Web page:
Two cases against men charged with dissident republican activity have been withdrawn because of concerns over low copy number DNA testing.
The Omagh verdict cast doubt on low copy number DNA testing
The controversial technique was criticised during the Omagh bomb trial.
An attempted murder charge against John Brady, 38, from Strabane was dropped, as were incendiary charges against Barrie Devine, 19, also from Strabane.
The decisions could place a question mark over the use of the technique in a number of other cases.
Mr Brady has been in jail for four years, charged with the attempted murder of a part-time member of the Royal Irish Regiment in Sion Mills in 2002.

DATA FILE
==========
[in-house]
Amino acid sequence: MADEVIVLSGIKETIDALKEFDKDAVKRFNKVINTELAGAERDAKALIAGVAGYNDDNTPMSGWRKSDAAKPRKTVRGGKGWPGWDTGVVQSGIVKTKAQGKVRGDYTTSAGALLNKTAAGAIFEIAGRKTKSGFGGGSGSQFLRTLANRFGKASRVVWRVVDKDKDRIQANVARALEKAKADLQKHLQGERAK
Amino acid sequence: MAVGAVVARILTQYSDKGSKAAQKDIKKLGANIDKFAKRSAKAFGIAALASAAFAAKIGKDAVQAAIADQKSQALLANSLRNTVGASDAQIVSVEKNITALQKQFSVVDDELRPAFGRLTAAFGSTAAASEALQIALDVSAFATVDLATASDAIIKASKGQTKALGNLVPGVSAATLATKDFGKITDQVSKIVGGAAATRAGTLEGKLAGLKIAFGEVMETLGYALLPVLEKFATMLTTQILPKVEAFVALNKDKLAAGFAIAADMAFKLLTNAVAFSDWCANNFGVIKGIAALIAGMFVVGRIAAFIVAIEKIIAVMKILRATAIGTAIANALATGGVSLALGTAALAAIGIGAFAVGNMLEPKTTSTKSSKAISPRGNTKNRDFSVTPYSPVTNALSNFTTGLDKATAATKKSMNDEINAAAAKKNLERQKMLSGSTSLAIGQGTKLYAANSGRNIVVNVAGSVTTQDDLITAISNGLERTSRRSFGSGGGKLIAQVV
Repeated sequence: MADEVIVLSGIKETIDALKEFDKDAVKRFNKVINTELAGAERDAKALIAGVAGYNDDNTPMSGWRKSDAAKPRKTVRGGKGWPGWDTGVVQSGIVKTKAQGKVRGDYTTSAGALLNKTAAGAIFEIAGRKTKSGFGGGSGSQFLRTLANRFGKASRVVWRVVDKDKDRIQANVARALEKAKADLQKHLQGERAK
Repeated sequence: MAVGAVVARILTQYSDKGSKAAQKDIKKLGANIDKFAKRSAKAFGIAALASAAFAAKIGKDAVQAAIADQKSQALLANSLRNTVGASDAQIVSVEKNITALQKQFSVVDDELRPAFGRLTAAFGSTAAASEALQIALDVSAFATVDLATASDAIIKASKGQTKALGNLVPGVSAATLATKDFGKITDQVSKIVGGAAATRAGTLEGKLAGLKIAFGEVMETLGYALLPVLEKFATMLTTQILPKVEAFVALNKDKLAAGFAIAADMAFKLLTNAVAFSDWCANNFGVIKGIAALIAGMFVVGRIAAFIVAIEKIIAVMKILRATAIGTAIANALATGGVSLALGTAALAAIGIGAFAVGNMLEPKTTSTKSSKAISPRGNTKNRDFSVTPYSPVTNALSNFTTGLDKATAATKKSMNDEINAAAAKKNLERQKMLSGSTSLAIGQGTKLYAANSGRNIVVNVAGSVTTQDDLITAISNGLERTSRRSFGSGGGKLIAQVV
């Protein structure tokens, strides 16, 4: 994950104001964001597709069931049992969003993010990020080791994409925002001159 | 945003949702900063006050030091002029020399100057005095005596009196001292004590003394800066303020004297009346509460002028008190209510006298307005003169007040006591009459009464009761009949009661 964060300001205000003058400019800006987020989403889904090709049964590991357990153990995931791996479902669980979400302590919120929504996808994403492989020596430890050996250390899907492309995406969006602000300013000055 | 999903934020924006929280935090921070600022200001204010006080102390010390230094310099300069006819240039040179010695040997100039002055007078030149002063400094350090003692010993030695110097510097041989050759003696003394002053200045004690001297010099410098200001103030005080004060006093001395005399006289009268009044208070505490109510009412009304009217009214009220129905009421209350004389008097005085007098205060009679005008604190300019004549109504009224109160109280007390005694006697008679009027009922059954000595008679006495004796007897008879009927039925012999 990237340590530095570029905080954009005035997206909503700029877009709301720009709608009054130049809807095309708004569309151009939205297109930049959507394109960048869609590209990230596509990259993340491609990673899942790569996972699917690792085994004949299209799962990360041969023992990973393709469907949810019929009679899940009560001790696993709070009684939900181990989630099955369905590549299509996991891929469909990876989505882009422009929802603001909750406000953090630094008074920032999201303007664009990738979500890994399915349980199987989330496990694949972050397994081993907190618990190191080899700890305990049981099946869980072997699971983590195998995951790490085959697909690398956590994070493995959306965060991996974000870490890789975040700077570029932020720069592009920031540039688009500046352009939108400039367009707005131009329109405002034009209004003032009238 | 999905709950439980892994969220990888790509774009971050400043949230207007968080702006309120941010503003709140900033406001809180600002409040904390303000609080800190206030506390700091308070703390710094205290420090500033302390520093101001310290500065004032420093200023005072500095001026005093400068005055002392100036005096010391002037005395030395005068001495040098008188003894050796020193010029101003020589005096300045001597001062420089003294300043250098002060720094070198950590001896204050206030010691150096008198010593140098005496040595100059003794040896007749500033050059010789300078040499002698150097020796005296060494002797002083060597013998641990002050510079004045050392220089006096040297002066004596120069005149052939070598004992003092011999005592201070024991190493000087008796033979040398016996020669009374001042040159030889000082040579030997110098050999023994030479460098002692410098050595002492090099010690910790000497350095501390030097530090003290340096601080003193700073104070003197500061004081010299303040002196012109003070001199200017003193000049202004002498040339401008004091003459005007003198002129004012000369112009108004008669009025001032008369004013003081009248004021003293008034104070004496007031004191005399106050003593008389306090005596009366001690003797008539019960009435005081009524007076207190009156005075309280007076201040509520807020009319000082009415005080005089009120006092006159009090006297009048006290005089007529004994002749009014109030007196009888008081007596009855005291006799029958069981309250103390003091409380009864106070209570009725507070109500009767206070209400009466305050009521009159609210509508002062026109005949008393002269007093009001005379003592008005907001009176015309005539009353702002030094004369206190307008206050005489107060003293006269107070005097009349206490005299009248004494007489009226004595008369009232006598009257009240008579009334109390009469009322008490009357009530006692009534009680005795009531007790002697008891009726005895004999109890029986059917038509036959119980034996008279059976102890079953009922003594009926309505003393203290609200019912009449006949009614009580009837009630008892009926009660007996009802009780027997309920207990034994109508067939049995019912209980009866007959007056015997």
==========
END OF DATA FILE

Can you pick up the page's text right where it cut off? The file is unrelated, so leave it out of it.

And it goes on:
He was expected to go trial on Monday, but the Public Prosecution Service informed his defence lawyers the case has been withdrawn.
The decision was taken after a review of all cases involving low copy number DNA evidence.
The technique is highly sensitive and can be used to test DNA samples 1,000 times smaller than a grain of salt.
The PSNI suspended the use of the technique after it was strongly criticised by the judge in the Omagh bomb trial.
The charges against Mr Devine were also dropped for the same reason.
He was expected to go on trial next month charged with making and possessing an incendiary device.
A number of other cases which rely upon the technique are expected to come before the courts in the near future.
Defence lawyers have called for those cases to be withdrawn.